“Vegan Is Love is a childrens’ book, but at its core, it’s about democracy, supply and demand, and engaging ourselves in the public realm,” said author-illustrator Ruby Roth. “Fast food companies don’t think your kids are too young to be marketed to, agribusiness uses the word ‘sustainable’ to talk about GMOs, and marine parks and zoos want kids to believe they are conservationists. If you don’t educate your children, someone else will.”
In Vegan Is Love (North Atlantic Books), Roth teaches a new generation of young readers about choices and the personal agency of people—big and small—in creating a more sustainable, peaceful, and compassionate world. Vegan Is Love is the first complete guide to the vegan philosophy and lifestyle for children. It addresses the daily opportunities children have to protect animals, the environment, and people around the world. From the clothes we wear, to the products we buy, to the food we eat and the entertainment we choose, Roth shows young readers the far-reaching ethical and environmental rewards of vegan choices. It includes a back-of-the-book list of actions and resources to empower kids to be the change they wish to see in the world.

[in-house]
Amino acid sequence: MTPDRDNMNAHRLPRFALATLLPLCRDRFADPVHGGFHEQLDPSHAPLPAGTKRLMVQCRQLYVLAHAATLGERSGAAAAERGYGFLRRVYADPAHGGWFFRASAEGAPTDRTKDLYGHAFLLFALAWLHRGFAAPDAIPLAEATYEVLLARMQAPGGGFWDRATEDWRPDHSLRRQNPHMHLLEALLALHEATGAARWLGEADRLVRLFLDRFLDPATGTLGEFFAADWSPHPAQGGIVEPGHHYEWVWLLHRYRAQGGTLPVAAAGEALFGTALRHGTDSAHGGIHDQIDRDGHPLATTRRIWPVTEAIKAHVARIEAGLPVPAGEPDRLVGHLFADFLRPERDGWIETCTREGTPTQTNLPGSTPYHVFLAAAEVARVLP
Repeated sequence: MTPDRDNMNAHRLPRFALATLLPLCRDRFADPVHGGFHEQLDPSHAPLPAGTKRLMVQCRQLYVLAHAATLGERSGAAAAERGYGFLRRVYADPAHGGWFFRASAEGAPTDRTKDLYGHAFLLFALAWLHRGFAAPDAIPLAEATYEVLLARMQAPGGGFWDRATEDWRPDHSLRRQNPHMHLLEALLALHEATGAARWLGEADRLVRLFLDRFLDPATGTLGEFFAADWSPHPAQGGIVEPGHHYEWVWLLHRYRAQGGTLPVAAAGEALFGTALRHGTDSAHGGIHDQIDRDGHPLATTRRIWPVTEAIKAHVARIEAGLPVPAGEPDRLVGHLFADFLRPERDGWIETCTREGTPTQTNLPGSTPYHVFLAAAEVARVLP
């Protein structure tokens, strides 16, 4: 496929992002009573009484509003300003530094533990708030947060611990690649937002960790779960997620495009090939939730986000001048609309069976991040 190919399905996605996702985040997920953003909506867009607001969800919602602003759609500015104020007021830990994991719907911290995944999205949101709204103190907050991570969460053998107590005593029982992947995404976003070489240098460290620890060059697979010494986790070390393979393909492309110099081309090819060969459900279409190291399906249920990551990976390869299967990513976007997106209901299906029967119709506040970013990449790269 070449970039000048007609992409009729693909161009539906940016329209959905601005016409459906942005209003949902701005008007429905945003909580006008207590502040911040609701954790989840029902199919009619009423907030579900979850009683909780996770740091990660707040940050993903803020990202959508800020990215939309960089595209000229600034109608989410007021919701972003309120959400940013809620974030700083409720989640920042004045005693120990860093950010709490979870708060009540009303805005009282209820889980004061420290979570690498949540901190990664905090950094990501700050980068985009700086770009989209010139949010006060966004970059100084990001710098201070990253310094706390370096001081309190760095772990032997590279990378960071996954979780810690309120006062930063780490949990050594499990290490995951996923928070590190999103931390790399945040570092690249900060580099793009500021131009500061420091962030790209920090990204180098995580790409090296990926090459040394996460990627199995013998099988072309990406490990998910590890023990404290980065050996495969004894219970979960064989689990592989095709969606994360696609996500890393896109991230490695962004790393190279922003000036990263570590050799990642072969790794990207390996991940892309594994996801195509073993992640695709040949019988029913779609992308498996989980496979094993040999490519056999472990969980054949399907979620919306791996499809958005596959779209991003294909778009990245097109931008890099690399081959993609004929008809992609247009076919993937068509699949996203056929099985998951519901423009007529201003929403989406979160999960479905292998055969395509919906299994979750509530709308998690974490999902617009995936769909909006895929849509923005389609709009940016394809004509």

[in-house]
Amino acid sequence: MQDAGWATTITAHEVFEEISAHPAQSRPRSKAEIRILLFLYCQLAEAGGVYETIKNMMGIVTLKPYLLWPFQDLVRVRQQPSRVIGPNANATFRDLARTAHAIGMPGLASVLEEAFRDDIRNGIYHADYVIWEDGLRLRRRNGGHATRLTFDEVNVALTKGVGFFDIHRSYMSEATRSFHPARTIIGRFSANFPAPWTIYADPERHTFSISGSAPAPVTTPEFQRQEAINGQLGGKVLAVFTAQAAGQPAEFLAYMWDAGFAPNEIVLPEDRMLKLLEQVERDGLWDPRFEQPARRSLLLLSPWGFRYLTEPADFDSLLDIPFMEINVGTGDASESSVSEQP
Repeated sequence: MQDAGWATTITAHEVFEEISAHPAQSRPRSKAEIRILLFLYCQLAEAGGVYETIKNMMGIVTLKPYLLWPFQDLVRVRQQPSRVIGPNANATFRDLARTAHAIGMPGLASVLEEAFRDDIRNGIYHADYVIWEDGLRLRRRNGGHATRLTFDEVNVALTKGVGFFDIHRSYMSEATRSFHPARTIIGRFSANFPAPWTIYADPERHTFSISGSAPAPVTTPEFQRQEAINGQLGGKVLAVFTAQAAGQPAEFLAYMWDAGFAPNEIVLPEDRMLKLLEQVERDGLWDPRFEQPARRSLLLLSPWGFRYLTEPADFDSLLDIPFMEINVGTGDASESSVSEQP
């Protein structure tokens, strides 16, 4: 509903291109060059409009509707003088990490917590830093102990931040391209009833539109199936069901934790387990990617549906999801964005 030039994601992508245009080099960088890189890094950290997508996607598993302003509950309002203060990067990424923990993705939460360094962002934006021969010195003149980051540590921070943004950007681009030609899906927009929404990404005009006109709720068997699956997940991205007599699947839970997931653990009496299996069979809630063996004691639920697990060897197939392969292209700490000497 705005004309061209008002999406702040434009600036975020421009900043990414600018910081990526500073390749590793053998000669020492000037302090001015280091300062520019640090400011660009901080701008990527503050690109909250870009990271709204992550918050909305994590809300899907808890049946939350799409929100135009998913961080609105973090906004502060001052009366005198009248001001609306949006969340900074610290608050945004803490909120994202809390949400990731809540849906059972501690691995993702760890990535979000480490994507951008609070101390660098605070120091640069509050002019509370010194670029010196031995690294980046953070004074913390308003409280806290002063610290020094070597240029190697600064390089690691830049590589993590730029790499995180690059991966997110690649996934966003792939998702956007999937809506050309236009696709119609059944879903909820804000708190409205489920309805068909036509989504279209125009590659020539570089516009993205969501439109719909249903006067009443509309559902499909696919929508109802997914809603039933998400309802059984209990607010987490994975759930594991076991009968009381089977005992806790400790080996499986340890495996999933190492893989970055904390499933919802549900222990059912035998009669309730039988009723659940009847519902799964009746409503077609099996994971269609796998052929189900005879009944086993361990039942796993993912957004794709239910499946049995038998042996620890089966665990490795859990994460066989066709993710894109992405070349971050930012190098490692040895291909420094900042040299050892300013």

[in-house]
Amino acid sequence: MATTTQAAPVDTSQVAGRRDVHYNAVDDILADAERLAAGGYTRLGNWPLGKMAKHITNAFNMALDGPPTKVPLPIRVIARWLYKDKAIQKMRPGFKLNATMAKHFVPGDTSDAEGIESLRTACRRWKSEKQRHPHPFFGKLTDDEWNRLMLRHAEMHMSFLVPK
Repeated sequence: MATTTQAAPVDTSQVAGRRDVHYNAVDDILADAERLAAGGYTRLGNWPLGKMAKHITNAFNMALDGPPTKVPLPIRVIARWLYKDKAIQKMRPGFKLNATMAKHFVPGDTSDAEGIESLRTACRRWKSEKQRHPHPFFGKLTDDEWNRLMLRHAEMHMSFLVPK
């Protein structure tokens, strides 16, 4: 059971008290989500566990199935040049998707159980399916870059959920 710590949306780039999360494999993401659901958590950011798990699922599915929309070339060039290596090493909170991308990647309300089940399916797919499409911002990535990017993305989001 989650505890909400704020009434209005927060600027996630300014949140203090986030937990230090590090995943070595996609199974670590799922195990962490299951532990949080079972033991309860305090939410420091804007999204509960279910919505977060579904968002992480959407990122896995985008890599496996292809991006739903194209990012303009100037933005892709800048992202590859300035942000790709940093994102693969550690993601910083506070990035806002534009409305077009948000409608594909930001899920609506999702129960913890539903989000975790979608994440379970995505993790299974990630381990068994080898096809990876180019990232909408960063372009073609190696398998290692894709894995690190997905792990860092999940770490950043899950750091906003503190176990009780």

Author Ruby Roth is a Los Angeles-based activist, artist, writer, and former teacher whose children’s books have received international attention for their sensitive yet frank advocacy of a vegan diet and lifestyle. She has degrees in art and American Studies, and for nearly a decade has researched and spoken publicly on animal agriculture, health, nutrition, and the benefits of a vegan diet. Her first book That’s Why We Don’t Eat Animals, published by North Atlantic Books, has been praised by celebrities, leading activists and parents, as well as attacked by the likes of agribusiness executives.